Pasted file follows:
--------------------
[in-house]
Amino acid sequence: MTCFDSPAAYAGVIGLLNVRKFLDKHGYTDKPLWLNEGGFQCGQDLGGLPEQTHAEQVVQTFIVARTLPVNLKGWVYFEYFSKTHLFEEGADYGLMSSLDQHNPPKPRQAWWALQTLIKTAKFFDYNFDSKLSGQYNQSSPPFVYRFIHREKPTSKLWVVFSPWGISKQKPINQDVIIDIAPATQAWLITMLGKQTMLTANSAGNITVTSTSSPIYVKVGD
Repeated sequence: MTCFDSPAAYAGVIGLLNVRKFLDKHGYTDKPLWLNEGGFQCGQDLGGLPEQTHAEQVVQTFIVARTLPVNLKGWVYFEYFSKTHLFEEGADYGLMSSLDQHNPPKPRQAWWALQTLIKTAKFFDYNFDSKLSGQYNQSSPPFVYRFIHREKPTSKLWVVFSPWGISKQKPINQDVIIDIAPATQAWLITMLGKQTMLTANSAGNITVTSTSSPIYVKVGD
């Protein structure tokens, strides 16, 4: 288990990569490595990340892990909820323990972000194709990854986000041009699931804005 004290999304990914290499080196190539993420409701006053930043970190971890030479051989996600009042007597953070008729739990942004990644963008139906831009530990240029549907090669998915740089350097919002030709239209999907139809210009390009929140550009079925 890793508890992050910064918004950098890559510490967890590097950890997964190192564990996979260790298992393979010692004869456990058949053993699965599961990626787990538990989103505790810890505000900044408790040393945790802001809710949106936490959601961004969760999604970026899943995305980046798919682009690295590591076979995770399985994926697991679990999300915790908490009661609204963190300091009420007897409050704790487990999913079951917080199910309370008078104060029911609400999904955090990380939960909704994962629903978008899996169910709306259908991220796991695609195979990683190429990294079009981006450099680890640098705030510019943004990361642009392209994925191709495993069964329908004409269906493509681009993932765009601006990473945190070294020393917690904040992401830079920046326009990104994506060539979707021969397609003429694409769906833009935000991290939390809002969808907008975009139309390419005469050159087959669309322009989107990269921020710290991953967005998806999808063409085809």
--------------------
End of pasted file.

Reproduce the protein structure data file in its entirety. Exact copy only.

[in-house]
Amino acid sequence: MTCFDSPAAYAGVIGLLNVRKFLDKHGYTDKPLWLNEGGFQCGQDLGGLPEQTHAEQVVQTFIVARTLPVNLKGWVYFEYFSKTHLFEEGADYGLMSSLDQHNPPKPRQAWWALQTLIKTAKFFDYNFDSKLSGQYNQSSPPFVYRFIHREKPTSKLWVVFSPWGISKQKPINQDVIIDIAPATQAWLITMLGKQTMLTANSAGNITVTSTSSPIYVKVGD
Repeated sequence: MTCFDSPAAYAGVIGLLNVRKFLDKHGYTDKPLWLNEGGFQCGQDLGGLPEQTHAEQVVQTFIVARTLPVNLKGWVYFEYFSKTHLFEEGADYGLMSSLDQHNPPKPRQAWWALQTLIKTAKFFDYNFDSKLSGQYNQSSPPFVYRFIHREKPTSKLWVVFSPWGISKQKPINQDVIIDIAPATQAWLITMLGKQTMLTANSAGNITVTSTSSPIYVKVGD
């Protein structure tokens, strides 16, 4: 288990990569490595990340892990909820323990972000194709990854986000041009699931804005 004290999304990914290499080196190539993420409701006053930043970190971890030479051989996600009042007597953070008729739990942004990644963008139906831009530990240029549907090669998915740089350097919002030709239209999907139809210009390009929140550009079925 890793508890992050910064918004950098890559510490967890590097950890997964190192564990996979260790298992393979010692004869456990058949053993699965599961990626787990538990989103505790810890505000900044408790040393945790802001809710949106936490959601961004969760999604970026899943995305980046798919682009690295590591076979995770399985994926697991679990999300915790908490009661609204963190300091009420007897409050704790487990999913079951917080199910309370008078104060029911609400999904955090990380939960909704994962629903978008899996169910709306259908991220796991695609195979990683190429990294079009981006450099680890640098705030510019943004990361642009392209994925191709495993069964329908004409269906493509681009993932765009601006990473945190070294020393917690904040992401830079920046326009990104994506060539979707021969397609003429694409769906833009935000991290939390809002969808907008975009139309390419005469050159087959669309322009989107990269921020710290991953967005998806999808063409085809």